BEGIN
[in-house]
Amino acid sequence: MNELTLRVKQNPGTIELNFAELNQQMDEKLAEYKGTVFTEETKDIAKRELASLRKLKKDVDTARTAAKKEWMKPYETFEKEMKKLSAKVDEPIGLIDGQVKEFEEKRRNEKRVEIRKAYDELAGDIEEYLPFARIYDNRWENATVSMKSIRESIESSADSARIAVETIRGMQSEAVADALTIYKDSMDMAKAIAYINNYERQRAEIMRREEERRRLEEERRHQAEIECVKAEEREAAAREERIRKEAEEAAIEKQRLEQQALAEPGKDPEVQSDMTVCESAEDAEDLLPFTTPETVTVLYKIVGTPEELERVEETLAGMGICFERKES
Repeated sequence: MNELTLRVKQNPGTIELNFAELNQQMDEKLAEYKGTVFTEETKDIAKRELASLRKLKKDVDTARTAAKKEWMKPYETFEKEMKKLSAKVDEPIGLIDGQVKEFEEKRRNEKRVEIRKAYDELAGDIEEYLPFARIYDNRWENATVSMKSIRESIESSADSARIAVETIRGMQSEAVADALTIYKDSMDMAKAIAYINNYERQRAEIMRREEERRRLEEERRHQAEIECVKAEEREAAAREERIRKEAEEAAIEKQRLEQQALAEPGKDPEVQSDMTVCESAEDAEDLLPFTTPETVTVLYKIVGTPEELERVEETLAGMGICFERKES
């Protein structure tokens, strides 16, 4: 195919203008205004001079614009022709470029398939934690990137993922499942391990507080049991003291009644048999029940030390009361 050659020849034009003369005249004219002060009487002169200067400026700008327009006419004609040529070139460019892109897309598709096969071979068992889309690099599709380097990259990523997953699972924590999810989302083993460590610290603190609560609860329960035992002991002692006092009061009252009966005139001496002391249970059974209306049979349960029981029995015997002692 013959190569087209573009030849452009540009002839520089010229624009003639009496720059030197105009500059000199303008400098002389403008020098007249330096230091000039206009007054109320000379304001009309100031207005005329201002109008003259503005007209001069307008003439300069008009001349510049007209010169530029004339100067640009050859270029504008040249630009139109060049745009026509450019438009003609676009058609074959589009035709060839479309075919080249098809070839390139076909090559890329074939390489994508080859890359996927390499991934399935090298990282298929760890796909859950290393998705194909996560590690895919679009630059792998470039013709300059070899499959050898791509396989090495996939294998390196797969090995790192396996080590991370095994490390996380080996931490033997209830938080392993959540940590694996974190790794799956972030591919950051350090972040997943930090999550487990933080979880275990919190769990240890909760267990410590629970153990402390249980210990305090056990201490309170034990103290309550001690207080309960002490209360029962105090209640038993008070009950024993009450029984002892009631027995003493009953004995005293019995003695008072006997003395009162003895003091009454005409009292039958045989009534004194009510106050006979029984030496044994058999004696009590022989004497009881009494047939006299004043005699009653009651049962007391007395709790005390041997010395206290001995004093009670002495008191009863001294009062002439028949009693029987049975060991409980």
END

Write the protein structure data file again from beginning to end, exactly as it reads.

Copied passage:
[in-house]
Amino acid sequence: MNELTLRVKQNPGTIELNFAELNQQMDEKLAEYKGTVFTEETKDIAKRELASLRKLKKDVDTARTAAKKEWMKPYETFEKEMKKLSAKVDEPIGLIDGQVKEFEEKRRNEKRVEIRKAYDELAGDIEEYLPFARIYDNRWENATVSMKSIRESIESSADSARIAVETIRGMQSEAVADALTIYKDSMDMAKAIAYINNYERQRAEIMRREEERRRLEEERRHQAEIECVKAEEREAAAREERIRKEAEEAAIEKQRLEQQALAEPGKDPEVQSDMTVCESAEDAEDLLPFTTPETVTVLYKIVGTPEELERVEETLAGMGICFERKES
Repeated sequence: MNELTLRVKQNPGTIELNFAELNQQMDEKLAEYKGTVFTEETKDIAKRELASLRKLKKDVDTARTAAKKEWMKPYETFEKEMKKLSAKVDEPIGLIDGQVKEFEEKRRNEKRVEIRKAYDELAGDIEEYLPFARIYDNRWENATVSMKSIRESIESSADSARIAVETIRGMQSEAVADALTIYKDSMDMAKAIAYINNYERQRAEIMRREEERRRLEEERRHQAEIECVKAEEREAAAREERIRKEAEEAAIEKQRLEQQALAEPGKDPEVQSDMTVCESAEDAEDLLPFTTPETVTVLYKIVGTPEELERVEETLAGMGICFERKES
């Protein structure tokens, strides 16, 4: 195919203008205004001079614009022709470029398939934690990137993922499942391990507080049991003291009644048999029940030390009361 050659020849034009003369005249004219002060009487002169200067400026700008327009006419004609040529070139460019892109897309598709096969071979068992889309690099599709380097990259990523997953699972924590999810989302083993460590610290603190609560609860329960035992002991002692006092009061009252009966005139001496002391249970059974209306049979349960029981029995015997002692 013959190569087209573009030849452009540009002839520089010229624009003639009496720059030197105009500059000199303008400098002389403008020098007249330096230091000039206009007054109320000379304001009309100031207005005329201002109008003259503005007209001069307008003439300069008009001349510049007209010169530029004339100067640009050859270029504008040249630009139109060049745009026509450019438009003609676009058609074959589009035709060839479309075919080249098809070839390139076909090559890329074939390489994508080859890359996927390499991934399935090298990282298929760890796909859950290393998705194909996560590690895919679009630059792998470039013709300059070899499959050898791509396989090495996939294998390196797969090995790192396996080590991370095994490390996380080996931490033997209830938080392993959540940590694996974190790794799956972030591919950051350090972040997943930090999550487990933080979880275990919190769990240890909760267990410590629970153990402390249980210990305090056990201490309170034990103290309550001690207080309960002490209360029962105090209640038993008070009950024993009450029984002892009631027995003493009953004995005293019995003695008072006997003395009162003895003091009454005409009292039958045989009534004194009510106050006979029984030496044994058999004696009590022989004497009881009494047939006299004043005699009653009651049962007391007395709790005390041997010395206290001995004093009670002495008191009863001294009062002439028949009693029987049975060991409980």